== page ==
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Editors

Harry Cassin
Publisher and Editor

Andy Spalding
Senior Editor

Jessica Tillipman
Senior Editor

Bill Steinman
Senior Editor

Richard L. Cassin
Editor at Large

Elizabeth K. Spahn
Editor Emeritus

Cody Worthington
Contributing Editor

Julie DiMauro
Contributing Editor

Thomas Fox
Contributing Editor

Marc Alain Bohn
Contributing Editor

Bill Waite
Contributing Editor

Shruti J. Shah
Contributing Editor

Russell A. Stamets
Contributing Editor

Richard Bistrong
Contributing Editor

Eric Carlson
Contributing Editor

Siemens: The Clean-up Crew

Here are some important corrections and clarifications to earlier posts about Siemens:

1. Wednesday’s post indicates that Schnitzer Steel pleaded guilty to books and records and internal controls violations. In fact, it was Schnitzer’s subsidiary that pleaded guilty, and those charges included antibribery and books and records charges, but not internal controls charges.… Continue Reading

Foreign Affairs

Our singular focus over the past week moved our spouse to ask whether we also plan to redo the walls in Siemens Blue. We’re considering it. But what really comes to mind after the biggest FCPA enforcement action in history is that it involves not a U.S.… Continue Reading

From The Mailbag

The question our readers most want answered — after we tell them bloggers have no way to predict Powerball winners — is, Who’s covered by the Foreign Corrupt Practices Act? It’s always the jurisdiction thing — and for good reason.… Continue Reading

The Accounting Standards Make The Shortlist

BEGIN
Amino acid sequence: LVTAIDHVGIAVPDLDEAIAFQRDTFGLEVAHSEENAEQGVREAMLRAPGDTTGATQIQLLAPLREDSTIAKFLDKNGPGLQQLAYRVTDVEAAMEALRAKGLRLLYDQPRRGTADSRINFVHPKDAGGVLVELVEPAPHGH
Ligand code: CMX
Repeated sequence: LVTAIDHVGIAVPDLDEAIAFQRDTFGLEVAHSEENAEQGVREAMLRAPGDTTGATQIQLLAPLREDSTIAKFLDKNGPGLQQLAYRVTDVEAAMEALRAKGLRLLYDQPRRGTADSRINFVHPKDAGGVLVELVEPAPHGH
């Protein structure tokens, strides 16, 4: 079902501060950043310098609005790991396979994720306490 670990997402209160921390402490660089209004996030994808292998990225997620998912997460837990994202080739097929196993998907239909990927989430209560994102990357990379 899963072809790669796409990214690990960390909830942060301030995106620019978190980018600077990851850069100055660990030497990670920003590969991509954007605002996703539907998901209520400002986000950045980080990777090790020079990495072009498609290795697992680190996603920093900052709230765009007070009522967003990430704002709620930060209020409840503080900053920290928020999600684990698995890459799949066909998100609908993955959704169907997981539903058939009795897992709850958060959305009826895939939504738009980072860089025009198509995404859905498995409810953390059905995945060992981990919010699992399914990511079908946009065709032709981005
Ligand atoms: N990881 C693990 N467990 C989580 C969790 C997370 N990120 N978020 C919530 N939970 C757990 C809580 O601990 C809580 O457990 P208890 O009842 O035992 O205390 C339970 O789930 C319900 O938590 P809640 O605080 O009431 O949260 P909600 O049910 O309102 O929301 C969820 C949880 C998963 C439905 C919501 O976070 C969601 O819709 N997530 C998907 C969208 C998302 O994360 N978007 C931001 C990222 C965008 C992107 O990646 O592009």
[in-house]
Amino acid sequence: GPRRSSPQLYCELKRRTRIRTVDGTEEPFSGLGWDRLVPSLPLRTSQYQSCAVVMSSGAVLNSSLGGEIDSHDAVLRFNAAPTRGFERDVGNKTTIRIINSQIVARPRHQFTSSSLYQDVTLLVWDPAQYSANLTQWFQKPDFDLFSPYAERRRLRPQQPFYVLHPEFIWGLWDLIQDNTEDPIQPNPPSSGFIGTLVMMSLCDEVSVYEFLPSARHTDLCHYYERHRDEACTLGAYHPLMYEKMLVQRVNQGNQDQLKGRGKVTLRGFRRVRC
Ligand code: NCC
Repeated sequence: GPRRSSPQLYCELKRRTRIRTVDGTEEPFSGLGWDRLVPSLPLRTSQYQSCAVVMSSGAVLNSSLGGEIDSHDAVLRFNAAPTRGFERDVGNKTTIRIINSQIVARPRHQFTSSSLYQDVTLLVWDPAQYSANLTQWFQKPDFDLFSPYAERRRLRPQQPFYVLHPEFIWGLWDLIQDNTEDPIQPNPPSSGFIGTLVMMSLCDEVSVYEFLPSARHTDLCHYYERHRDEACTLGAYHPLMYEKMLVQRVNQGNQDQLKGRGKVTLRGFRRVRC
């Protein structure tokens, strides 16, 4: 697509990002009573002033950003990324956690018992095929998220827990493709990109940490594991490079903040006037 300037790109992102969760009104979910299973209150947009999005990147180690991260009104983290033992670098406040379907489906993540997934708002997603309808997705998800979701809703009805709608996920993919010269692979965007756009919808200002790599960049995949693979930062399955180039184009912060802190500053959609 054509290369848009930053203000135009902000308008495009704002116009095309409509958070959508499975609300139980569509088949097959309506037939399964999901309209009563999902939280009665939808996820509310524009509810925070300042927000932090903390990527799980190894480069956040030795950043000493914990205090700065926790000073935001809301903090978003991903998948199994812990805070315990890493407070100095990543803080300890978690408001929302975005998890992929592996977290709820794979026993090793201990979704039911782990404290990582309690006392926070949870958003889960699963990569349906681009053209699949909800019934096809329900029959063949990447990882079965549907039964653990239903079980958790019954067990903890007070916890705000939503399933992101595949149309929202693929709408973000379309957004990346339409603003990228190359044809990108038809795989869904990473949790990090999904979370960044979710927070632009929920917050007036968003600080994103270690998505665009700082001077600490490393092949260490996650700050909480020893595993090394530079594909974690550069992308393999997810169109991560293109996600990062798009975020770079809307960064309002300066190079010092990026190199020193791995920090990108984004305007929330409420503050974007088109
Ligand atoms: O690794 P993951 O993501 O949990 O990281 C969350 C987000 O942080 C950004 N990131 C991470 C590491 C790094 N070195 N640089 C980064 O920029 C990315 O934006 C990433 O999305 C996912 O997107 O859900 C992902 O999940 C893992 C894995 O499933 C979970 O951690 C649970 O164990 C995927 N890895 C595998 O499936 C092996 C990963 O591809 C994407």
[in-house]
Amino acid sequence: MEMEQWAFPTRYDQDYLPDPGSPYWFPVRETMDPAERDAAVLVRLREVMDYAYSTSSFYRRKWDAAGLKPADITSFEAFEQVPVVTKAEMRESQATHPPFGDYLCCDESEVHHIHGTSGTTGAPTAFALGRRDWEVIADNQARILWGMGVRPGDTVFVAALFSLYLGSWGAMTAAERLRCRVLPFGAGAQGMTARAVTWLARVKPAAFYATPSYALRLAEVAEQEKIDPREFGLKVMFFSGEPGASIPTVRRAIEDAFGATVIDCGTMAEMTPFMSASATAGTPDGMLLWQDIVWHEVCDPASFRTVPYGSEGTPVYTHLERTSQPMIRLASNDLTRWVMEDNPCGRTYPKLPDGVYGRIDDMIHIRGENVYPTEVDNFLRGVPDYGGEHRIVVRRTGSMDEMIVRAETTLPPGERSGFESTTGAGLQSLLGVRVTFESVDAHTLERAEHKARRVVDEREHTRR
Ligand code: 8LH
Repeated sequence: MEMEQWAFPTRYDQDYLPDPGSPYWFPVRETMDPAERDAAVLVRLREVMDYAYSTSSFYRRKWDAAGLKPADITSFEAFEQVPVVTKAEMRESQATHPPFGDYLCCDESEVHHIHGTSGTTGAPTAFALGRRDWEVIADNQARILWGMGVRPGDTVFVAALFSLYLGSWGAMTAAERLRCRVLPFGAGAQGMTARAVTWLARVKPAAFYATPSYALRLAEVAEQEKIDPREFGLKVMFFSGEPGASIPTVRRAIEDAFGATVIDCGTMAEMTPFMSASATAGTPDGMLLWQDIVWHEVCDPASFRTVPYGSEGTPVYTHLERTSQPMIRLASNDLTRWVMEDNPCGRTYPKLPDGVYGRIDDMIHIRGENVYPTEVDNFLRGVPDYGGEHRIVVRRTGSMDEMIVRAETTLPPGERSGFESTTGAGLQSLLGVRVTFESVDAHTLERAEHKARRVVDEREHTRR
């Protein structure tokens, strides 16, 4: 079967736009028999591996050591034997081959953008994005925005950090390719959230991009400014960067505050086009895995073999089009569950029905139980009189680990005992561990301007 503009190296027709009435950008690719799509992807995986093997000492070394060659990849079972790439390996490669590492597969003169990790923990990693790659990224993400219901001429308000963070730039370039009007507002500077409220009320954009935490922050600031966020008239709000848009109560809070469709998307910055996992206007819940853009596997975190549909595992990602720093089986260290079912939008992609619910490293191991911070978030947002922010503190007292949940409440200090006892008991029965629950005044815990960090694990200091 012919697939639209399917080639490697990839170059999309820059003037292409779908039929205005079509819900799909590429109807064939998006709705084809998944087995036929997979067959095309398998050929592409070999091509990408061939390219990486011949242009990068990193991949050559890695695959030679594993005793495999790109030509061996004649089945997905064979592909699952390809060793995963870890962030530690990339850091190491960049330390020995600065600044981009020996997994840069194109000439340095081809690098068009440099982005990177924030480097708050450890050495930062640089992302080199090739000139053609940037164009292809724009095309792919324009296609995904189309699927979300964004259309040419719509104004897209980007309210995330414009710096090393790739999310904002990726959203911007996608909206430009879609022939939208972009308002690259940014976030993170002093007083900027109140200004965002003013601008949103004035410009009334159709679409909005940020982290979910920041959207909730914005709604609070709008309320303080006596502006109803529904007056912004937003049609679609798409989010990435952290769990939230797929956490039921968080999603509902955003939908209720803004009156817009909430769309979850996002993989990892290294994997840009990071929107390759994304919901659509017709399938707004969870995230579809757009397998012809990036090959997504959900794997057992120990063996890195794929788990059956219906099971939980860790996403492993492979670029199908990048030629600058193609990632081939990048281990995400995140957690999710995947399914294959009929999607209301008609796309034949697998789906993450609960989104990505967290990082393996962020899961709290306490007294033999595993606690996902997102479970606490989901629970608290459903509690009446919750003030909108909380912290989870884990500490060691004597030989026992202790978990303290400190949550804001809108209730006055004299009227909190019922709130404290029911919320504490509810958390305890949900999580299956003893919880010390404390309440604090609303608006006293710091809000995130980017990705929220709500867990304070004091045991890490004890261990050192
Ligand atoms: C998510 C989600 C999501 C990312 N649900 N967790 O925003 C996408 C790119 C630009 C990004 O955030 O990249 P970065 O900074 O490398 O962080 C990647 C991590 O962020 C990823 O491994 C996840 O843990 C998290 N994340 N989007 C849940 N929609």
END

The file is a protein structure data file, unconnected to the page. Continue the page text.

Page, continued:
The FCPA’s anti-bribery provisions attract lots more attention than its accounting standards — and there’s no mystery why. Public corruption is fascinating, while public accounting is . . . well, less fascinating.… Continue Reading

Let’s Be Reasonable

It’s a material world — at least for auditors, public-company executives and securities lawyers. Material losses. Material misstatements and omissions. Material adverse changes. But wait. When it comes to the books and records provisions of the U.S.… Continue Reading

One Law,Two Parts

The question comes from Pune, India: Can a payment that is not a bribe – such as a facilitating payment – be the basis for a criminal violation of the U.S.… Continue Reading

Schnitzer’s Victory

The case was full of bad facts. For nearly ten years until late 2004, some $1.8 million in bribes went to foreign officials and private parties in South Korea and China.… Continue Reading

Another Look At Facilitating Payments

As the lone exception written into the U.S. Foreign Corrupt Practices Act, facilitating payments have a reputation for being safe and practical. In truth, grease payments are often dangerous and potentially damaging.… Continue Reading

Siemens’ Global Corruption Problems Will Worsen

Perhaps the biggest, although not yet the loudest, international corruption story involves Siemens AG, the German electronics and electrical engineering giant. Siemens says it has identified “a multitude of payments made in connection with [consulting agreements] for which we have not yet been able either to establish a valid business purpose or to clearly identify the recipient.… Continue Reading

The Long, Strong Arm of the FCPA

Its jurisdictional reach is legendary, but understanding exactly why the FCPA’s coverage stretches so far and wide is not always easy. One explanation comes from the United States Attorneys’ Manual, in this clear and sometimes ominous exposition:

Under the FCPA, U.S.

Continue Reading

U.S. Anticorruption Laws Reach Everywhere

SINGAPORE–LAWFUEL – The Law Newswire – August 2, 2007 – Companies located anywhere in the world whose shares are traded on a U.S. stock exchange are subject to the United States Foreign Corrupt Practices Act.… Continue Reading